In preparation for some exploration of funding sources for roads, it helps to see what the situation is with the jurisdictions and types of roads, for mileage and VMT.
Jurisdiction means the level of government responsible for the road. This is not always clear from simply looking at a road. If there is a federal or state highway sign, it is pretty clear, but there are roads that are part of the state highway system that are not signed as such.
The types of roads, here, means functional classification, which is a federal designation of Interstate, Principal Arterial – Other Freeways and Expressways, Principal Arterial – Other, Minor Arterial, Major Collector, Minor Collector, and Local. Again, it is not always easy to distinguish classification, but as a generality, freeways fall into the first two, major roads such as Folsom Blvd and Watt Ave fall into the third, busy wide streets are the next three, and residential streets are the last. Another useful classification is that the first six categories are roads, meant to move motor vehicle traffic, and the last is a street, meant to provide access to residences and small businesses. Unfortunately, we build far too many of the road variety and then put business on them so they no longer function well to move cars. See Strong Towns for a more detailed explanation of roads, streets, and stroads.
Lane miles are centerline miles times the number of lanes. For example, a four lane road would have four lane miles for each mile of road. Centerline miles are not charted here since the discussion is leading towards how we maintain our roads, and lane miles are the more important measure.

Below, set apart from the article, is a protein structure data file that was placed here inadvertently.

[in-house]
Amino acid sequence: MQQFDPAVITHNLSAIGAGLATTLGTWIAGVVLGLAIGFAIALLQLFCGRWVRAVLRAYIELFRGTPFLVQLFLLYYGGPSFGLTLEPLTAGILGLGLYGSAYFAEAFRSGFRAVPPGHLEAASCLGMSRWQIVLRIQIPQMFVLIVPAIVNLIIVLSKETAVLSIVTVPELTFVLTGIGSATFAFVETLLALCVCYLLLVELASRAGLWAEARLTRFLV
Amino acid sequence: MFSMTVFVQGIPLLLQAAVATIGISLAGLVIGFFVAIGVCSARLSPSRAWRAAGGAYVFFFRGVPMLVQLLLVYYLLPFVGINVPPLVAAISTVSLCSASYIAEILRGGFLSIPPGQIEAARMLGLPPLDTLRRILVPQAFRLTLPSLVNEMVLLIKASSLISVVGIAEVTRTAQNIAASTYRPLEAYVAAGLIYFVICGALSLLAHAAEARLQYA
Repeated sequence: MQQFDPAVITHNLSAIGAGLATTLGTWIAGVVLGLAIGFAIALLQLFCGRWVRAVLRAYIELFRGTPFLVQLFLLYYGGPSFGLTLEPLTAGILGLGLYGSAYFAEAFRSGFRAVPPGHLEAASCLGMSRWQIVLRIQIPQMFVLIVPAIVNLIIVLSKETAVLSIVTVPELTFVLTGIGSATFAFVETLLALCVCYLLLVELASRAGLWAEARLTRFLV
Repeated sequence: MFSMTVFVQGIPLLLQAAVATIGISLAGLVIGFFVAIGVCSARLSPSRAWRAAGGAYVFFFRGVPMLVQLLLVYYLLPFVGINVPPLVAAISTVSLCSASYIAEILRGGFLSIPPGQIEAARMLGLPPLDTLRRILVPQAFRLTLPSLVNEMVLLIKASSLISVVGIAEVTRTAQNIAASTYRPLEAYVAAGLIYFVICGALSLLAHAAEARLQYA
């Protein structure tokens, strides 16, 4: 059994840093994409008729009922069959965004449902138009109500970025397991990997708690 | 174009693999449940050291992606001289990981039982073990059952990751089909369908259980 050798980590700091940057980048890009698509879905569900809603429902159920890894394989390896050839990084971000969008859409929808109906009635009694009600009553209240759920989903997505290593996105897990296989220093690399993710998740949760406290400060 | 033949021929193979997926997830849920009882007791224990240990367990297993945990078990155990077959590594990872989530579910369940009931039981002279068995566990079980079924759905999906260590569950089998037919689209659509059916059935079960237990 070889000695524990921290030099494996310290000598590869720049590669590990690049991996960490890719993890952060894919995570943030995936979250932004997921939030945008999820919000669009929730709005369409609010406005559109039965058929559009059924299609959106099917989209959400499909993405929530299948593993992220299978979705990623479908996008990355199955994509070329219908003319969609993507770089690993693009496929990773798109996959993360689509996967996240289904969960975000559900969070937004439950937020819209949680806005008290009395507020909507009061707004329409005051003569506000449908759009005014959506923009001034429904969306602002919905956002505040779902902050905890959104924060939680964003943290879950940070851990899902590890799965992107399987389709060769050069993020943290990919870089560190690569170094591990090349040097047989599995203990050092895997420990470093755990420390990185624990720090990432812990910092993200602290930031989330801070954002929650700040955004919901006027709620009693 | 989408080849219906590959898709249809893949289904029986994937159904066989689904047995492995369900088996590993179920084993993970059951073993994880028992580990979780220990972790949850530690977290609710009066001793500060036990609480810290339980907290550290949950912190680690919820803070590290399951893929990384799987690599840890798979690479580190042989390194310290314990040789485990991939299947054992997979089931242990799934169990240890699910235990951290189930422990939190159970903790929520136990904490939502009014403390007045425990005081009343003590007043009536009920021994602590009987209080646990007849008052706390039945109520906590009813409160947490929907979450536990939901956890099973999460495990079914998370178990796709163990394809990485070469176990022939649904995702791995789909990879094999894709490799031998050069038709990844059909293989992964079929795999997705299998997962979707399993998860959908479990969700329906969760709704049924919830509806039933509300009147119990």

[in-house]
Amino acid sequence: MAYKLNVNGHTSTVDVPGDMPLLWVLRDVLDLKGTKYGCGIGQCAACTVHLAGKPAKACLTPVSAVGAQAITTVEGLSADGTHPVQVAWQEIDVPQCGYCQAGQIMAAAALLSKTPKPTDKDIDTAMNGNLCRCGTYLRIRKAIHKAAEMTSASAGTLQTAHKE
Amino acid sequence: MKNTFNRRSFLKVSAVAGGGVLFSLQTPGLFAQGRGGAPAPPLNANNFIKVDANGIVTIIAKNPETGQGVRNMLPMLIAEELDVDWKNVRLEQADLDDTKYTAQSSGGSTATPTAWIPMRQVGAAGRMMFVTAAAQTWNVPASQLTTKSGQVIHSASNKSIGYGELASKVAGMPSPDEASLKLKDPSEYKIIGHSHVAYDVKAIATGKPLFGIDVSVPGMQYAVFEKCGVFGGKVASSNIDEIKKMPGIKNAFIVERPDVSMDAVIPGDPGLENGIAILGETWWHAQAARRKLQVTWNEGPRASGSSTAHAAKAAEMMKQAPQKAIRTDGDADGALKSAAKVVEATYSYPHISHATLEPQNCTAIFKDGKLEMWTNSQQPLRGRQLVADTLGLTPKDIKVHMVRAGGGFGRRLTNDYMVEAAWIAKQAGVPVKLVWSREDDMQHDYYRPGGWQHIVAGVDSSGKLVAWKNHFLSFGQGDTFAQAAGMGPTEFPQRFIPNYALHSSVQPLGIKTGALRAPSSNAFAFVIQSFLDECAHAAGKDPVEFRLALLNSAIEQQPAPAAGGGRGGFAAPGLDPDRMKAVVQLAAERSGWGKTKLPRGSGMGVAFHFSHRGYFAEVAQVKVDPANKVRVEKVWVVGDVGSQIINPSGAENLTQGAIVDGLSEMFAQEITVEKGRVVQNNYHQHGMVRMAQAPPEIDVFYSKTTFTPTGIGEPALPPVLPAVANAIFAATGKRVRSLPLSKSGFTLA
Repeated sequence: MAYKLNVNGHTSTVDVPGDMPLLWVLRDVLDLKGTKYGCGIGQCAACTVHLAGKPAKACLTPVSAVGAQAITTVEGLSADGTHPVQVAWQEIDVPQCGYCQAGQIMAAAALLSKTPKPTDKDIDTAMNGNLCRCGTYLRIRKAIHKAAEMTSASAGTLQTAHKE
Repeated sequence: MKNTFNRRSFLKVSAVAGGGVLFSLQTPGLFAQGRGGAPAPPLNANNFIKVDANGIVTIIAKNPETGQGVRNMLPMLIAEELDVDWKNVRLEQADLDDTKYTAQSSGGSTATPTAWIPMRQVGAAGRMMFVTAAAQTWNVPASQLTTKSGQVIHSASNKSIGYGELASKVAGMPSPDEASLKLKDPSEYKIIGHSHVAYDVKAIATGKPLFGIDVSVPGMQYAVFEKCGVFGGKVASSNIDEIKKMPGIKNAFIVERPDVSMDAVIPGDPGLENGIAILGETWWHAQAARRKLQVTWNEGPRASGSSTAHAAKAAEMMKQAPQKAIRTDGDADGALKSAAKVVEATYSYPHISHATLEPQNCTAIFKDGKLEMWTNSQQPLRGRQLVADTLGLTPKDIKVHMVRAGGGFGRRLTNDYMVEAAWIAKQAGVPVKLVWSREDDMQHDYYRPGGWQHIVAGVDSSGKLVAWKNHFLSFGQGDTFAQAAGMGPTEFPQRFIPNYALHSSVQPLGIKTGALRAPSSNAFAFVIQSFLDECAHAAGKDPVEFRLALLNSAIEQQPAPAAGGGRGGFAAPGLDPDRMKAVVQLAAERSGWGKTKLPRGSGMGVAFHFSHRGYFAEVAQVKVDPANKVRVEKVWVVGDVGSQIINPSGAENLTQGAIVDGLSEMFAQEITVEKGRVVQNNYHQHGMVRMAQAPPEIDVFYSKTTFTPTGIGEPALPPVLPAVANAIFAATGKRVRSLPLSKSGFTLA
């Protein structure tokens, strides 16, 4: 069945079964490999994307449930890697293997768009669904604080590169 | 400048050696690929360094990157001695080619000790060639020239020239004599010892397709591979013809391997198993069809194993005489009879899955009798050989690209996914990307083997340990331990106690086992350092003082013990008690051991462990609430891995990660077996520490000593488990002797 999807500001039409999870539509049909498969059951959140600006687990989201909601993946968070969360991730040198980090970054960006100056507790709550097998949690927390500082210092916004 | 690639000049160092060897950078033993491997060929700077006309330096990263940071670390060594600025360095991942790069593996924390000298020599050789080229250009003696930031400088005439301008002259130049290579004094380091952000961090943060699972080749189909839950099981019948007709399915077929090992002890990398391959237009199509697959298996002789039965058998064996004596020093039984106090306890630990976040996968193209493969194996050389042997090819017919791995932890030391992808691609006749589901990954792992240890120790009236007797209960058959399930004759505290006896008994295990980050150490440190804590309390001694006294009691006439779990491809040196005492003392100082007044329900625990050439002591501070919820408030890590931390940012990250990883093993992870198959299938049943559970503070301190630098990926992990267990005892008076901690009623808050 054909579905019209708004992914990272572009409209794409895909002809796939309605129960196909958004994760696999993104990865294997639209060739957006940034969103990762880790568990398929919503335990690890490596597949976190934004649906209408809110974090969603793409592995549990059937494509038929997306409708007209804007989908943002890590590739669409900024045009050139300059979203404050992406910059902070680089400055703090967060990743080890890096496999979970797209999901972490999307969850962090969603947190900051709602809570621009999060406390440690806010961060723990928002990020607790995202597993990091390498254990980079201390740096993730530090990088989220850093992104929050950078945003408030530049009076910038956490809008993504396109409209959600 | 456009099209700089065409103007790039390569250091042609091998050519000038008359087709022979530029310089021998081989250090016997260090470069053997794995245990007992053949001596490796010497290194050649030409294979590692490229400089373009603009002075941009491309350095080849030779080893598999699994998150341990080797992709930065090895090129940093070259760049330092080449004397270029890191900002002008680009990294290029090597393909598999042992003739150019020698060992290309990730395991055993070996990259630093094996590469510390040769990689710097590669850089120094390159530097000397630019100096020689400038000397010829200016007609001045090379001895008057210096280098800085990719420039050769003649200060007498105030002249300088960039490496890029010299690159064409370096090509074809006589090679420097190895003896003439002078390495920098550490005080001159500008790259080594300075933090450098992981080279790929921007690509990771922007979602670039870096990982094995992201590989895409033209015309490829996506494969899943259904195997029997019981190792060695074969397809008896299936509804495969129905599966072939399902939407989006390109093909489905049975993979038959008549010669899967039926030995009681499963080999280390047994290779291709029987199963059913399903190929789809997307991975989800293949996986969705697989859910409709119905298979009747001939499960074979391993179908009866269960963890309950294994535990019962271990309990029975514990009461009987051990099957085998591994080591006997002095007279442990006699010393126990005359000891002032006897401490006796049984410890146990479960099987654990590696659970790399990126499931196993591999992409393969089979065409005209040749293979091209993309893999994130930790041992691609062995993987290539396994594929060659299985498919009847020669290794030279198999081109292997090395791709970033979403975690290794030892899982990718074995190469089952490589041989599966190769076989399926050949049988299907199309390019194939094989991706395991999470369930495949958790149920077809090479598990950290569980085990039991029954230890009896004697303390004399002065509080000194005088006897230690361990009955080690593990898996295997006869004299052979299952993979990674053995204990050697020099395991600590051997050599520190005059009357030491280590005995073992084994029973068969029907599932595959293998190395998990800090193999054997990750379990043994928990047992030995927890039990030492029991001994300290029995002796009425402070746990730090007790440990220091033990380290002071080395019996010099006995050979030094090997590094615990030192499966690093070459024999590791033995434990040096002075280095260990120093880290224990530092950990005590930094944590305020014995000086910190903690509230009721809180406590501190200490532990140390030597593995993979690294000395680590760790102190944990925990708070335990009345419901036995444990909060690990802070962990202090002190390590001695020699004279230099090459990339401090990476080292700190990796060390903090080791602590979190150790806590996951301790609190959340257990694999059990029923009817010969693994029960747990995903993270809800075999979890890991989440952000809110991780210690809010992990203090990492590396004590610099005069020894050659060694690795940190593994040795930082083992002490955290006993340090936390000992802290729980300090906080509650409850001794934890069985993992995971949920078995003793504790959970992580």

VMT is vehicle miles traveled. The number in the data source is actually annual vehicle miles traveled. VMT relates to both possible sources of income and to roadway impact that requires maintenance.
The source of the data is the Caltrans report, California Public Road Data 2014.
First, California lane miles and VMT by jurisdiction.
Second, California lane miles and VMT by functional classification.
Third, Sacramento County miles and VMT by jurisdiction.
And fourth, Sacramento County miles by functional classification. I have not so far been able to locate VMT data by functional classification.
So, what does this all mean? The state has relatively few lane miles but carries most of the VMT, and therefore has high maintenance costs, particularly since a lot of this traffic is heavy trucks that cause far more damage to roadways than other vehicles. The cities have most of the lane miles but relatively less VMT. Counties are in between, with a lot of lane miles on rural and exurban roads but relatively less VMT.
In Sacramento County, the cities (Sacramento, Citrus Heights, Elk Grove, Folsom, Galt, Isleton, and Rancho Cordova) have a bit more than half the half the mileage), and the county has most of the rest. VMT is pretty evenly split between the cities, the county, and the state. The vast majority of roads in the county are classified as local. Data for VMT by functional classification has not been located yet.
More to come…
One thought on “roads in California and Sacramento County”
Cool article, Dan. Thanks!
James Drake Service Planner Sacramento Regional Transit 916-556-0505 | firstname.lastname@example.org
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Dan Allison posted: “In preparation for some exploration of funding sources for roads, it helps to see what the situation is with the jurisdictions and types of roads, for mileage and VMT. Jurisdiction means the level of government responsible for the road. This is not alway”